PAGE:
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Page 281 - This was the noblest Roman of them all : All the conspirators, save only he, Did that they did in envy of great Caesar ; He only, in a general honest thought And common good to all, made one of them. His life was gentle; and the elements So mixed in him, that Nature might stand up And say to all the world, " This was a man !
Page 39 - Now entertain conjecture of a time, When creeping murmur, and the poring dark, Fills the wide vessel of the universe. From camp to camp, through the foul womb of night, The hum of either army stilly sounds, That the fix'd sentinels almost receive The secret whispers of each other's watch...
Page 289 - If to do were as easy as to know what were good to do, chapels had been churches, and poor men's cottages princes' palaces. It is a good divine that follows his own instructions: I can easier teach twenty what were good to be done, than be one of the twenty to follow mine own teaching.
Page 41 - But, since nature denies to most men the capacity or appetite, and fortune allows but to a very few the opportunities or possibility, of applying themselves wholly to philosophy, the best mixture of human affairs that we can make, are the employments of a country life. It is, as Columella* calls it, " Res sine dubitatione proxima, & quasi consanguinea sapientiae," the nearest neighbour, or rather next in kindred, to philosophy.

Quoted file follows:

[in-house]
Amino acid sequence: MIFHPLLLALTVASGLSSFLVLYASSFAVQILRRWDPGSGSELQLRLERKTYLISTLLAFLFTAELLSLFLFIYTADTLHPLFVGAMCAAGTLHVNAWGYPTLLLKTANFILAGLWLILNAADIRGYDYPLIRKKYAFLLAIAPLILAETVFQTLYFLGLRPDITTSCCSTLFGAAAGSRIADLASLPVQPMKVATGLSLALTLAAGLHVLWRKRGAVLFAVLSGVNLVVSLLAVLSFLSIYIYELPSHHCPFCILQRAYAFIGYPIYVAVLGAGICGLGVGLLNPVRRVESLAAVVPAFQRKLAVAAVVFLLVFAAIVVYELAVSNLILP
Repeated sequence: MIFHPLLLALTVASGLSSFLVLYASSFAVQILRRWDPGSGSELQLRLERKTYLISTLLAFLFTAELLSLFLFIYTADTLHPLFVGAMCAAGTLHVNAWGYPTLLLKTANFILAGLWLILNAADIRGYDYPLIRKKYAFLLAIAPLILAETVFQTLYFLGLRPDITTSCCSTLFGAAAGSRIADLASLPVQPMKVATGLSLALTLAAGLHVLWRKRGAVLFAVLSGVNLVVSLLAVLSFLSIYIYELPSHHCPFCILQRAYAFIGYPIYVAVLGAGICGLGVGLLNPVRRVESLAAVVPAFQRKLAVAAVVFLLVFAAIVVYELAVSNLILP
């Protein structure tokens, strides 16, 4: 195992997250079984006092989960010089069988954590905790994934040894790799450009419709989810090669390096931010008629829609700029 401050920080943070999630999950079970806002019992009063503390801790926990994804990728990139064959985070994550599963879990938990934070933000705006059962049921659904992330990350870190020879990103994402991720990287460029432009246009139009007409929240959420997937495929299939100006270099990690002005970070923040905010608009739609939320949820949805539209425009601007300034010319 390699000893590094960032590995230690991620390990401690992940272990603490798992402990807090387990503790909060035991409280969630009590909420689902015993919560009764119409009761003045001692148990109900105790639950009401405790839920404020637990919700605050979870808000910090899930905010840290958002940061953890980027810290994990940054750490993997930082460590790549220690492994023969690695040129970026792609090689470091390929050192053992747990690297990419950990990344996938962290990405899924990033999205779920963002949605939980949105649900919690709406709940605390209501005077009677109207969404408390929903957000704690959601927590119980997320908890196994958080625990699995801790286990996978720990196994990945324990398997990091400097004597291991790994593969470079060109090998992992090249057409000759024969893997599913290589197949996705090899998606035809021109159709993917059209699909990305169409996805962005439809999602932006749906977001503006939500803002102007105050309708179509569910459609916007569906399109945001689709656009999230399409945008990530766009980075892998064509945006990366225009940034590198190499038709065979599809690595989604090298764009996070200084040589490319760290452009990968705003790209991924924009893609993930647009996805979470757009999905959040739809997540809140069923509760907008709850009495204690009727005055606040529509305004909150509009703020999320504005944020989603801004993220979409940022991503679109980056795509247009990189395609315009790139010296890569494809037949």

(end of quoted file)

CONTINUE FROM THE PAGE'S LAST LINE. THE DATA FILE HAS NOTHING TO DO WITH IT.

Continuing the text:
Page 138 - For even when we were with you, this we commanded you, that if any would not work, neither should he eat. For we hear that there are some which walk among you disorderly, working not at all, but are busybodies. Now them that are such we command and exhort by our Lord Jesus Christ, that with quietness they work, and eat their own bread.
Page 92 - Then took Mary a pound of ointment of spikenard, very costly, and anointed the feet of Jesus, and wiped his feet with her hair : and the house was filled with the odour of the ointment.
Page 41 - We are here among the vast and noble scenes of Nature; we are there among the pitiful shifts of policy. We walk here in the light and open ways of the divine bounty; we grope there in the dark and confused labyrinths of human malice. Our senses are here feasted with the clear and genuine taste of their objects, which are all sophisticated there, and for the most part overwhelmed with their contraries.
Page 296 - And withal they learn to be idle, wandering about from house to house; and not only idle, but tattlers also and busybodies, speaking things which they ought not.